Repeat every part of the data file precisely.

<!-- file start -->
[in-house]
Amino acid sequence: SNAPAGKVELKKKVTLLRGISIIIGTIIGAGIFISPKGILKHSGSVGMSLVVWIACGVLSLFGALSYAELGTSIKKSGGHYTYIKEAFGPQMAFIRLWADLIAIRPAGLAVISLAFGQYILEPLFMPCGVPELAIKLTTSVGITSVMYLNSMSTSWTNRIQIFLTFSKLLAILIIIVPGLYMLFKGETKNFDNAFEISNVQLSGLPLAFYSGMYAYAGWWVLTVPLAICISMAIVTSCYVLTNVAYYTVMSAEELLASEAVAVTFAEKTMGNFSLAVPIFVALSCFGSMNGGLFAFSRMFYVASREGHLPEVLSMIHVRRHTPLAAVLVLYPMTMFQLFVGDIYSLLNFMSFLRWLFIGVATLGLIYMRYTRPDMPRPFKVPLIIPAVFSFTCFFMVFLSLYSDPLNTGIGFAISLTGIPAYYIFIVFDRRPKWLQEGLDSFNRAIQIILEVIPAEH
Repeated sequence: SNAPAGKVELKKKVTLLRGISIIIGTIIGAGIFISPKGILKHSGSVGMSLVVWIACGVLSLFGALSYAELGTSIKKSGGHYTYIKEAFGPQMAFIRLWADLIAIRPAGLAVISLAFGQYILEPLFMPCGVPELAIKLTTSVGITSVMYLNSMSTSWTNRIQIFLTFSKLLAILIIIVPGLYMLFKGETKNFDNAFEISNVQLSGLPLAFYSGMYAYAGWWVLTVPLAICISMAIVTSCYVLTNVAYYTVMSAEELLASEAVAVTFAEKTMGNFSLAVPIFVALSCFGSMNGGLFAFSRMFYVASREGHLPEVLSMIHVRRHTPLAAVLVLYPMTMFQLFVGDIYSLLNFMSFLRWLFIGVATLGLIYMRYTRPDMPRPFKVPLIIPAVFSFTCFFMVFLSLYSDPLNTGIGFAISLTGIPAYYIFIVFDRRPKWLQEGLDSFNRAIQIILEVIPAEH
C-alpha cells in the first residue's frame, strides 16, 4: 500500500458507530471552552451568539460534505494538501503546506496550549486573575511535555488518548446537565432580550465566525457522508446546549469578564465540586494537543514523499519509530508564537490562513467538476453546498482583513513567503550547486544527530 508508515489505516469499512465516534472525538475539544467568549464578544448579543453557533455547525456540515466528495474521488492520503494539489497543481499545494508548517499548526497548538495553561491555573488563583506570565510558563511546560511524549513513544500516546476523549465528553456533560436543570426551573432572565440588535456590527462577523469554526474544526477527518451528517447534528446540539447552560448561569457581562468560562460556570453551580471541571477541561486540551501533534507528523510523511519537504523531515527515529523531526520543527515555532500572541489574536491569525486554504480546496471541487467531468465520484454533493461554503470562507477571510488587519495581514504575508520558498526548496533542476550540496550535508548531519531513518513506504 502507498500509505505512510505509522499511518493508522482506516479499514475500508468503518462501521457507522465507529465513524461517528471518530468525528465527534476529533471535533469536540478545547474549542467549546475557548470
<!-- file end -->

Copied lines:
[in-house]
Amino acid sequence: SNAPAGKVELKKKVTLLRGISIIIGTIIGAGIFISPKGILKHSGSVGMSLVVWIACGVLSLFGALSYAELGTSIKKSGGHYTYIKEAFGPQMAFIRLWADLIAIRPAGLAVISLAFGQYILEPLFMPCGVPELAIKLTTSVGITSVMYLNSMSTSWTNRIQIFLTFSKLLAILIIIVPGLYMLFKGETKNFDNAFEISNVQLSGLPLAFYSGMYAYAGWWVLTVPLAICISMAIVTSCYVLTNVAYYTVMSAEELLASEAVAVTFAEKTMGNFSLAVPIFVALSCFGSMNGGLFAFSRMFYVASREGHLPEVLSMIHVRRHTPLAAVLVLYPMTMFQLFVGDIYSLLNFMSFLRWLFIGVATLGLIYMRYTRPDMPRPFKVPLIIPAVFSFTCFFMVFLSLYSDPLNTGIGFAISLTGIPAYYIFIVFDRRPKWLQEGLDSFNRAIQIILEVIPAEH
Repeated sequence: SNAPAGKVELKKKVTLLRGISIIIGTIIGAGIFISPKGILKHSGSVGMSLVVWIACGVLSLFGALSYAELGTSIKKSGGHYTYIKEAFGPQMAFIRLWADLIAIRPAGLAVISLAFGQYILEPLFMPCGVPELAIKLTTSVGITSVMYLNSMSTSWTNRIQIFLTFSKLLAILIIIVPGLYMLFKGETKNFDNAFEISNVQLSGLPLAFYSGMYAYAGWWVLTVPLAICISMAIVTSCYVLTNVAYYTVMSAEELLASEAVAVTFAEKTMGNFSLAVPIFVALSCFGSMNGGLFAFSRMFYVASREGHLPEVLSMIHVRRHTPLAAVLVLYPMTMFQLFVGDIYSLLNFMSFLRWLFIGVATLGLIYMRYTRPDMPRPFKVPLIIPAVFSFTCFFMVFLSLYSDPLNTGIGFAISLTGIPAYYIFIVFDRRPKWLQEGLDSFNRAIQIILEVIPAEH
C-alpha cells in the first residue's frame, strides 16, 4: 500500500458507530471552552451568539460534505494538501503546506496550549486573575511535555488518548446537565432580550465566525457522508446546549469578564465540586494537543514523499519509530508564537490562513467538476453546498482583513513567503550547486544527530 508508515489505516469499512465516534472525538475539544467568549464578544448579543453557533455547525456540515466528495474521488492520503494539489497543481499545494508548517499548526497548538495553561491555573488563583506570565510558563511546560511524549513513544500516546476523549465528553456533560436543570426551573432572565440588535456590527462577523469554526474544526477527518451528517447534528446540539447552560448561569457581562468560562460556570453551580471541571477541561486540551501533534507528523510523511519537504523531515527515529523531526520543527515555532500572541489574536491569525486554504480546496471541487467531468465520484454533493461554503470562507477571510488587519495581514504575508520558498526548496533542476550540496550535508548531519531513518513506504 502507498500509505505512510505509522499511518493508522482506516479499514475500508468503518462501521457507522465507529465513524461517528471518530468525528465527534476529533471535533469536540478545547474549542467549546475557548470